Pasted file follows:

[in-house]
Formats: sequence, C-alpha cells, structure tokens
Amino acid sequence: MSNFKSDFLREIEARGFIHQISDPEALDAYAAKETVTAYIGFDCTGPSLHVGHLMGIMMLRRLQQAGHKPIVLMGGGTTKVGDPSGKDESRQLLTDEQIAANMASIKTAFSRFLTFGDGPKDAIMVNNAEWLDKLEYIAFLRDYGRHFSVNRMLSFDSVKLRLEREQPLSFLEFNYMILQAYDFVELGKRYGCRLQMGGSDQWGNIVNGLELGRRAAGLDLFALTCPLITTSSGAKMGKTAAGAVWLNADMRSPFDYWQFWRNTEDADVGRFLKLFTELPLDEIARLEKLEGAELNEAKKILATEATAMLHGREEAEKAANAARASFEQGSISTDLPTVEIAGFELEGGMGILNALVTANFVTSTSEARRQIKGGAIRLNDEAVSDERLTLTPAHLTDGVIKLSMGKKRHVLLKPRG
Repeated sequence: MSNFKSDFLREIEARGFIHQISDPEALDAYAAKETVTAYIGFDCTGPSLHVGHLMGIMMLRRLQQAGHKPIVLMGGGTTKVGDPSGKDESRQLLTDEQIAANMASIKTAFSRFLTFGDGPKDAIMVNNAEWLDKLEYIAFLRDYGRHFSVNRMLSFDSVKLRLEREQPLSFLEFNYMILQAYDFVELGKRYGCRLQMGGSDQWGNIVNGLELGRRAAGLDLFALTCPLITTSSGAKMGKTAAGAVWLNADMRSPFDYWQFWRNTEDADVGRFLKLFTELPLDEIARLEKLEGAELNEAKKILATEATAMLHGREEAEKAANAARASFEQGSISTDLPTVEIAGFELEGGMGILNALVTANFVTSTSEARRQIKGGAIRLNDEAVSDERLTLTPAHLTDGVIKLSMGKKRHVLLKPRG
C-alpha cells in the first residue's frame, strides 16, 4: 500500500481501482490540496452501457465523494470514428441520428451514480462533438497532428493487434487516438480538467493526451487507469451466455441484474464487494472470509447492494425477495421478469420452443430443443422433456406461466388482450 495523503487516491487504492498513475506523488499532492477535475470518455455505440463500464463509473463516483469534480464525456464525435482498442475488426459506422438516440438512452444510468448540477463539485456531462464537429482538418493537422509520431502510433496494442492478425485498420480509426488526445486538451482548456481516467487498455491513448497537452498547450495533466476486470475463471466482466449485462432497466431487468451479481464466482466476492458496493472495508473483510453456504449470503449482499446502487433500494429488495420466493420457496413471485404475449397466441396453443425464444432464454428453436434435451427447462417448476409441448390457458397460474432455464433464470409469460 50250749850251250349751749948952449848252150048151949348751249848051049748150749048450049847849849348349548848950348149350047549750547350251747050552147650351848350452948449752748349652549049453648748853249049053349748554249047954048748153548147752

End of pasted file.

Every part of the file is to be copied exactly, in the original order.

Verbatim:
[in-house]
Formats: sequence, C-alpha cells, structure tokens
Amino acid sequence: MSNFKSDFLREIEARGFIHQISDPEALDAYAAKETVTAYIGFDCTGPSLHVGHLMGIMMLRRLQQAGHKPIVLMGGGTTKVGDPSGKDESRQLLTDEQIAANMASIKTAFSRFLTFGDGPKDAIMVNNAEWLDKLEYIAFLRDYGRHFSVNRMLSFDSVKLRLEREQPLSFLEFNYMILQAYDFVELGKRYGCRLQMGGSDQWGNIVNGLELGRRAAGLDLFALTCPLITTSSGAKMGKTAAGAVWLNADMRSPFDYWQFWRNTEDADVGRFLKLFTELPLDEIARLEKLEGAELNEAKKILATEATAMLHGREEAEKAANAARASFEQGSISTDLPTVEIAGFELEGGMGILNALVTANFVTSTSEARRQIKGGAIRLNDEAVSDERLTLTPAHLTDGVIKLSMGKKRHVLLKPRG
Repeated sequence: MSNFKSDFLREIEARGFIHQISDPEALDAYAAKETVTAYIGFDCTGPSLHVGHLMGIMMLRRLQQAGHKPIVLMGGGTTKVGDPSGKDESRQLLTDEQIAANMASIKTAFSRFLTFGDGPKDAIMVNNAEWLDKLEYIAFLRDYGRHFSVNRMLSFDSVKLRLEREQPLSFLEFNYMILQAYDFVELGKRYGCRLQMGGSDQWGNIVNGLELGRRAAGLDLFALTCPLITTSSGAKMGKTAAGAVWLNADMRSPFDYWQFWRNTEDADVGRFLKLFTELPLDEIARLEKLEGAELNEAKKILATEATAMLHGREEAEKAANAARASFEQGSISTDLPTVEIAGFELEGGMGILNALVTANFVTSTSEARRQIKGGAIRLNDEAVSDERLTLTPAHLTDGVIKLSMGKKRHVLLKPRG
C-alpha cells in the first residue's frame, strides 16, 4: 500500500481501482490540496452501457465523494470514428441520428451514480462533438497532428493487434487516438480538467493526451487507469451466455441484474464487494472470509447492494425477495421478469420452443430443443422433456406461466388482450 495523503487516491487504492498513475506523488499532492477535475470518455455505440463500464463509473463516483469534480464525456464525435482498442475488426459506422438516440438512452444510468448540477463539485456531462464537429482538418493537422509520431502510433496494442492478425485498420480509426488526445486538451482548456481516467487498455491513448497537452498547450495533466476486470475463471466482466449485462432497466431487468451479481464466482466476492458496493472495508473483510453456504449470503449482499446502487433500494429488495420466493420457496413471485404475449397466441396453443425464444432464454428453436434435451427447462417448476409441448390457458397460474432455464433464470409469460 50250749850251250349751749948952449848252150048151949348751249848051049748150749048450049847849849348349548848950348149350047549750547350251747050552147650351848350452948449752748349652549049453648748853249049053349748554249047954048748153548147752